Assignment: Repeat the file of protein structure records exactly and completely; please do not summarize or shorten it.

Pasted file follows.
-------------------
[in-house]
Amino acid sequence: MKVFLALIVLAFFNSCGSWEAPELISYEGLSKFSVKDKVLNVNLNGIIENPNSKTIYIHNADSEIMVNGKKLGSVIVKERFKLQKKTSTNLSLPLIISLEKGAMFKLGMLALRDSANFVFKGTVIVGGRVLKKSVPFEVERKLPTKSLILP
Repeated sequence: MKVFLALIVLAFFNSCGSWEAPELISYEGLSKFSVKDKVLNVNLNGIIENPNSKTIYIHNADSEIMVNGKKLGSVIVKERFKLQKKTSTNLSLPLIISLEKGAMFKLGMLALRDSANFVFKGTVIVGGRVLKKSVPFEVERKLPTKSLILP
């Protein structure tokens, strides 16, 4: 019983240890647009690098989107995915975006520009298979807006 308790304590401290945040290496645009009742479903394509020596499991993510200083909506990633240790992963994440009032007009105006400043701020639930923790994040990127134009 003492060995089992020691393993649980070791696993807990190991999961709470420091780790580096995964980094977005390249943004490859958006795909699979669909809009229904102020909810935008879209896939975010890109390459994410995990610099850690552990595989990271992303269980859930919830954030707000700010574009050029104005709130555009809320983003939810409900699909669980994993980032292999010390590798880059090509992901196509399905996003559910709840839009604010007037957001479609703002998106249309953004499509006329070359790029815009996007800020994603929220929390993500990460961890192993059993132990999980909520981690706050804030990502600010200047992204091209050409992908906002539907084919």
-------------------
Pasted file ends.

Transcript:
[in-house]
Amino acid sequence: MKVFLALIVLAFFNSCGSWEAPELISYEGLSKFSVKDKVLNVNLNGIIENPNSKTIYIHNADSEIMVNGKKLGSVIVKERFKLQKKTSTNLSLPLIISLEKGAMFKLGMLALRDSANFVFKGTVIVGGRVLKKSVPFEVERKLPTKSLILP
Repeated sequence: MKVFLALIVLAFFNSCGSWEAPELISYEGLSKFSVKDKVLNVNLNGIIENPNSKTIYIHNADSEIMVNGKKLGSVIVKERFKLQKKTSTNLSLPLIISLEKGAMFKLGMLALRDSANFVFKGTVIVGGRVLKKSVPFEVERKLPTKSLILP
């Protein structure tokens, strides 16, 4: 019983240890647009690098989107995915975006520009298979807006 308790304590401290945040290496645009009742479903394509020596499991993510200083909506990633240790992963994440009032007009105006400043701020639930923790994040990127134009 003492060995089992020691393993649980070791696993807990190991999961709470420091780790580096995964980094977005390249943004490859958006795909699979669909809009229904102020909810935008879209896939975010890109390459994410995990610099850690552990595989990271992303269980859930919830954030707000700010574009050029104005709130555009809320983003939810409900699909669980994993980032292999010390590798880059090509992901196509399905996003559910709840839009604010007037957001479609703002998106249309953004499509006329070359790029815009996007800020994603929220929390993500990460961890192993059993132990999980909520981690706050804030990502600010200047992204091209050409992908906002539907084919």